I am trying to display the username, last name, join date and country name for all the users who joined after the 13th January 2017 in ascending order. However each time I try to call any column, I get the error message "Column: Invalid Identifier".

SELECT Username, LastName, JoinDate, CountryName
WHERE JoinDate = '01-JAN-17' AND JoinDate IS NOT NULL

Here is an image of how the BR_USER table is created. enter image description here

Simple codes like:


Gives the same invalid identifier error, help

  • 2
    Do not use double quotes around identifiers when they are defined. When you do, you need to enclose them in double quotes when they are used -- and that just clutters code. Dec 21, 2019 at 14:04
  • @GordonLinoff Oh I see, I need to use double quotes when calling the columns, thank you so much, what a dumb mistake. Dec 21, 2019 at 14:06
  • 1
    . . Or better yet, don't use double quotes when defining them. Dec 21, 2019 at 14:27
  • Also, double quotes around uppercase names are pointless and risk hiding errors, e.g. if you accidentally named a table "BR USER" when you meant BR_USER. Dec 22, 2019 at 16:18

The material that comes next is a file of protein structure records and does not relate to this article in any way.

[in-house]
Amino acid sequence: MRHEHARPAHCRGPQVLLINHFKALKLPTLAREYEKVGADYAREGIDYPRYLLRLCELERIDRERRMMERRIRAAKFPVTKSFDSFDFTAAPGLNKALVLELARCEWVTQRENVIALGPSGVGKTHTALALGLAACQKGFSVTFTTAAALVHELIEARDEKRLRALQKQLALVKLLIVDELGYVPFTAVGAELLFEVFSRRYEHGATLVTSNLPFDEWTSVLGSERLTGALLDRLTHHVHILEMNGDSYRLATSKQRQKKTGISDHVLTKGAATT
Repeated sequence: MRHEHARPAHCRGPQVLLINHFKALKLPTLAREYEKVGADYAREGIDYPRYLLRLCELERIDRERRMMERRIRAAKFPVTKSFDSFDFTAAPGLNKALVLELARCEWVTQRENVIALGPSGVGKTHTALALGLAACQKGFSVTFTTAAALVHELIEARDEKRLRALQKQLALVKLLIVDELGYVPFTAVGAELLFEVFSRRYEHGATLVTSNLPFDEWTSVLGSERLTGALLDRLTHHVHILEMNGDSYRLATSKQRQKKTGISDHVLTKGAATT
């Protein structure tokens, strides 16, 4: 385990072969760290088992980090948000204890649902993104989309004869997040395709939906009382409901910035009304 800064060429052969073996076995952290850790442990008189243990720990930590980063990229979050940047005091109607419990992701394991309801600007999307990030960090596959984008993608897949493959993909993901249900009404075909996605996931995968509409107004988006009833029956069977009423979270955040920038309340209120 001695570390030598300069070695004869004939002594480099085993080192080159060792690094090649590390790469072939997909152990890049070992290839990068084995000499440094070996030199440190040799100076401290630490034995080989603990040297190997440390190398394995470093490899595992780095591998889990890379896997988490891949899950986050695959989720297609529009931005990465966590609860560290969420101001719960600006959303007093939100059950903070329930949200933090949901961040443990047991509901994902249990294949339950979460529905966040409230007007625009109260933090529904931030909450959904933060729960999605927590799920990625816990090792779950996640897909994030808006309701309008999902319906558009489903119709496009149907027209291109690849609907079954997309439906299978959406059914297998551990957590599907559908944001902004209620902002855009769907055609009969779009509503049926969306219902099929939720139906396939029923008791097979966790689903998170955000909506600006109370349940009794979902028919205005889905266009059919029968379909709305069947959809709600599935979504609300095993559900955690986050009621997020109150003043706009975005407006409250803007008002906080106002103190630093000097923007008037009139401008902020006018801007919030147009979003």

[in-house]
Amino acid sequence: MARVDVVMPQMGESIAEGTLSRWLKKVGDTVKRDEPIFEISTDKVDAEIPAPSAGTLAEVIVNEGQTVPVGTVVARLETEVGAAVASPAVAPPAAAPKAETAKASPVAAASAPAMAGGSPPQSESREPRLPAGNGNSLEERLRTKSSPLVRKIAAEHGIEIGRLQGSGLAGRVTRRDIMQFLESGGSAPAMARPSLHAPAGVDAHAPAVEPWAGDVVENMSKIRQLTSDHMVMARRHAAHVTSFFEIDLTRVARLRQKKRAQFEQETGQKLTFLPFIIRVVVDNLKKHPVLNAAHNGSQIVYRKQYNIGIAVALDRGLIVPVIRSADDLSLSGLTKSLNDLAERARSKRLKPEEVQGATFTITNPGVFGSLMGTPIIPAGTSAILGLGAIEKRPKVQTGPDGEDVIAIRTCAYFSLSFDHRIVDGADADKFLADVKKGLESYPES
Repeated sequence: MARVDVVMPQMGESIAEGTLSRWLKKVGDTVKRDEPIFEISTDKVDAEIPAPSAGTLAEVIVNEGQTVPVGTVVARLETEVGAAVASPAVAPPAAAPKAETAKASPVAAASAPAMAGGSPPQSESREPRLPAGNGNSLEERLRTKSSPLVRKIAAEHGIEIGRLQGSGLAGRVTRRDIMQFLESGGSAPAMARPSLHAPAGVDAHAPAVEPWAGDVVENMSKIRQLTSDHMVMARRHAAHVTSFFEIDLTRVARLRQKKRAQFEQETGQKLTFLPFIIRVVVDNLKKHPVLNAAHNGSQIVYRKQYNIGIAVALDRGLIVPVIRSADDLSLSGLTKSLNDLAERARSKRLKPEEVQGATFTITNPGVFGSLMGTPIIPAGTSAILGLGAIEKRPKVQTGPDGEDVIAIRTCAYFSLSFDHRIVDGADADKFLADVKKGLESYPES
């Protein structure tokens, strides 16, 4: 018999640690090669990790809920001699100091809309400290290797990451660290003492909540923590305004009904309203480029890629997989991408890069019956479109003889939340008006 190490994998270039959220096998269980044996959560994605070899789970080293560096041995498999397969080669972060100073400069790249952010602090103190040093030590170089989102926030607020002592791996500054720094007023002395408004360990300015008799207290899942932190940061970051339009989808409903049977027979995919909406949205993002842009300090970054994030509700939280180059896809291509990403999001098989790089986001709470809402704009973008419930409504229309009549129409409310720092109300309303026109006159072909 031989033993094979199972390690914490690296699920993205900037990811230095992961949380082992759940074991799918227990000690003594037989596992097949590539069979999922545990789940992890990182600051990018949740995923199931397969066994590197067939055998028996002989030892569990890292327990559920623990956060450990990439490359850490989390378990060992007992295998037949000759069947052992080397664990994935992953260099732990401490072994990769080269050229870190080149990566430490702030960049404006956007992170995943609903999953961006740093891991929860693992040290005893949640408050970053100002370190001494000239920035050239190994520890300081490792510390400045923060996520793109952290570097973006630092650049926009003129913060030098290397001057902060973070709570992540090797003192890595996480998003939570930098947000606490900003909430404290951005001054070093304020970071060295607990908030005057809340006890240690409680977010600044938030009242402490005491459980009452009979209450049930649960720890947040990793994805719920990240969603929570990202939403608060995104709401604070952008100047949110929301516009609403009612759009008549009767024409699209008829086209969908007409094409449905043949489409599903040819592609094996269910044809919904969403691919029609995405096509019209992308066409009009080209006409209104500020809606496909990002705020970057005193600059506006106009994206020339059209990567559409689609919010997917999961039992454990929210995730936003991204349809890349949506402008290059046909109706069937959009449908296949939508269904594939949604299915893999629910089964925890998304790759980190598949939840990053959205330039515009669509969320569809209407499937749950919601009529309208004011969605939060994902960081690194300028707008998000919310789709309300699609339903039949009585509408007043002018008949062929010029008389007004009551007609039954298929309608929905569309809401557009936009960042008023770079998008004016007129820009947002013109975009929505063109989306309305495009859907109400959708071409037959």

1 Answer 1


As the documentation explains:

Every database object has a name. In a SQL statement, you represent the name of an object with a quoted identifier or a nonquoted identifier.

  • A quoted identifier begins and ends with double quotation marks ("). If you name a schema object using a quoted identifier, then you must use the double quotation marks whenever you refer to that object.

If you define a column name with double quotes, you are condemned to using the double quotes whenever your reference that column. Or table or anything else with a name.

Actually, I don't think the documentation is 100% correct. Oracle uppercases all identifiers for resolution. So, if you define a quoted identifier with all upper case, then it will work without quotes. So this works:

create table t (
    "COL" int

select "COL", COL, col
from t;

Here is a db<>fiddle.

But who wants to remember such rules -- rules so arcane and complex that the documentation is even misleading.

Simple solution: Don't use double quotes.

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